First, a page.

Skip to main content

Reflection on a Summer in Spain

Throughout my whole life, I’ve always wanted to travel. Seeing the world, other ways of life, and other cultures has always been a dream of mine. Finally being able to go to a place like Spain, and do it through ANDEO, was better than I could’ve hoped.


I was a little scared going into it, I had never been out of the country before and going by yourself can be scary. Once I got there, though, my family was immediately very nice and welcoming. My host sister is one of my favorite people in the world, and I know I’ll never forget her. They were willing to welcome me into their home with open arms, and I will be forever grateful for how easy they made the transition into Spanish life. I am so lucky to be able to have had an experience like this. Being able to live in a different country, even for just three weeks, gives you such a new perspective on the world. 

I also got to meet a bunch of amazing new people through my host family. They taught me a bunch of new card games, and we each got to learn about what life is like in different countries. Just hanging around the pool doing nothing with them are some of the best times I had in Spain. I am already trying to make plans to visit them again within the next few years, I’m planning on bringing more pants the next time, though (I ripped two of the three pairs I brought with me).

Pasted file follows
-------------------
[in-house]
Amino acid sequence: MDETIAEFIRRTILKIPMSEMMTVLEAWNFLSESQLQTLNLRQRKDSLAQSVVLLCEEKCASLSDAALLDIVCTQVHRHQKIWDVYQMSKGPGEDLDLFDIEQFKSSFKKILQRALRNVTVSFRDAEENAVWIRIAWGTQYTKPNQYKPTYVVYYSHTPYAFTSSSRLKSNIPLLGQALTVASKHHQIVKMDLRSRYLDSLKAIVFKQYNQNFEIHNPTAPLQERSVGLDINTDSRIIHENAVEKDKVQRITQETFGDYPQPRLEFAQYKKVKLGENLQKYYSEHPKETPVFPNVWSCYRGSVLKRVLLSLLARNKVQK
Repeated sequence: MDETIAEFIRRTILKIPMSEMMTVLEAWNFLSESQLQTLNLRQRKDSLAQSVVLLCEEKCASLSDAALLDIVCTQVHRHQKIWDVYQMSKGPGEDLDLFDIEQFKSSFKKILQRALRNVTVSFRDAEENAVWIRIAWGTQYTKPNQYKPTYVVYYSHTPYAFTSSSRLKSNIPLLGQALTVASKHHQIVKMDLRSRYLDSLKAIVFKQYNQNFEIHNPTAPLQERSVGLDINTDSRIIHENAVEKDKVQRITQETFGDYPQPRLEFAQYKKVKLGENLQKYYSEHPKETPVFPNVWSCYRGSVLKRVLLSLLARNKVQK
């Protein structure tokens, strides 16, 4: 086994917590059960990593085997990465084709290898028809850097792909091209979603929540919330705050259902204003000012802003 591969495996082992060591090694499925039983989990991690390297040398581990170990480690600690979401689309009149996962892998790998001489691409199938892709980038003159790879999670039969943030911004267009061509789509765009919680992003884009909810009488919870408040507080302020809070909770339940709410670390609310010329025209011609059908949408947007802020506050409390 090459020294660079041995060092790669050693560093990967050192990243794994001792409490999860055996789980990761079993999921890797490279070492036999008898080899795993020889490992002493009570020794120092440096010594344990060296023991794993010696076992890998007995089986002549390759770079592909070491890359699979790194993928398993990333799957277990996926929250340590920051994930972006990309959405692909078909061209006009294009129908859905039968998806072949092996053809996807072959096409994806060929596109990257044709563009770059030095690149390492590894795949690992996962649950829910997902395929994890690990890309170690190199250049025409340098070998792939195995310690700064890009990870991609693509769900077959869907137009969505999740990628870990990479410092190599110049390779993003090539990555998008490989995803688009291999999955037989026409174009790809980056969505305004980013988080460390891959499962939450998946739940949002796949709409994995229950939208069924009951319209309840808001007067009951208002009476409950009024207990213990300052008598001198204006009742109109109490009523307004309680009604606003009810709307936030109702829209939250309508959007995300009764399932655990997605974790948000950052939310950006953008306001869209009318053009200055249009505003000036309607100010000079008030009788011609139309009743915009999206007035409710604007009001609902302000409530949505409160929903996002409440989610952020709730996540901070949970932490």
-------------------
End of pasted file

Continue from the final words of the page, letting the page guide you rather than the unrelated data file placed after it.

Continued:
Being a very picky eater, I was nervous about going to a new country. I wasn’t sure what the food was going to be like, or if I would like any of it. Rest assured, Spanish food is probably my favorite now. Paella is one of the most delicious things in the world. I also really appreciated how my host family asked me about what I liked and didn't like. I made a promise to myself before I went that I would try everything, but it was very comforting to know that they were willing to help me if I ended up not liking something. 

Being surrounded by Spanish 24/7 improved my speaking abilities by so much. I left feeling like I could barely hold my own in a conversation, but by the time I got back all that fear was gone. It was interesting to learn new words, too. I say ‘vale’ in almost every conversation now, even the English ones. I also speak with the Spanish lisp, which earns me a few strange looks from my friends and classmates, but gives me a reminder of the amazing trip I got to go on whenever I speak Spanish. 



The fact that I had the opportunity to go on this trip and meet so many amazing people is something I am so grateful for. My host family and the friends I met are people I want to stay in touch with for the rest of my life. I got to have an amazing experience, and see what it’s like living in another country. I found so many more amazing foods to eat, and I feel so much more confident in my Spanish abilities. I am so thankful that I found this organization and I went on the trip with them, it was once of the best experiences in my life. 

-Piper Riley

Comments

Popular posts from this blog

How to Write a Letter to Your Host Family